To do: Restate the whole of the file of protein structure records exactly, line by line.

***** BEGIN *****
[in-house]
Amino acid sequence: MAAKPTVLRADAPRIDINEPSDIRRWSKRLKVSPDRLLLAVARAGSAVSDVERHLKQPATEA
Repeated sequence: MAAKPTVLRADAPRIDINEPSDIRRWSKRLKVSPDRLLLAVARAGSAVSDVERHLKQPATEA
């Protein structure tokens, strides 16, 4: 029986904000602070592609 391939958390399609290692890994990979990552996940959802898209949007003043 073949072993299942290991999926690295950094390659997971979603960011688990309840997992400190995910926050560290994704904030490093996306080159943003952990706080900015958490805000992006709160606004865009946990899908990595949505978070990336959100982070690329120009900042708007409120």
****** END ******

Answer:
[in-house]
Amino acid sequence: MAAKPTVLRADAPRIDINEPSDIRRWSKRLKVSPDRLLLAVARAGSAVSDVERHLKQPATEA
Repeated sequence: MAAKPTVLRADAPRIDINEPSDIRRWSKRLKVSPDRLLLAVARAGSAVSDVERHLKQPATEA
């Protein structure tokens, strides 16, 4: 029986904000602070592609 391939958390399609290692890994990979990552996940959802898209949007003043 073949072993299942290991999926690295950094390659997971979603960011688990309840997992400190995910926050560290994704904030490093996306080159943003952990706080900015958490805000992006709160606004865009946990899908990595949505978070990336959100982070690329120009900042708007409120």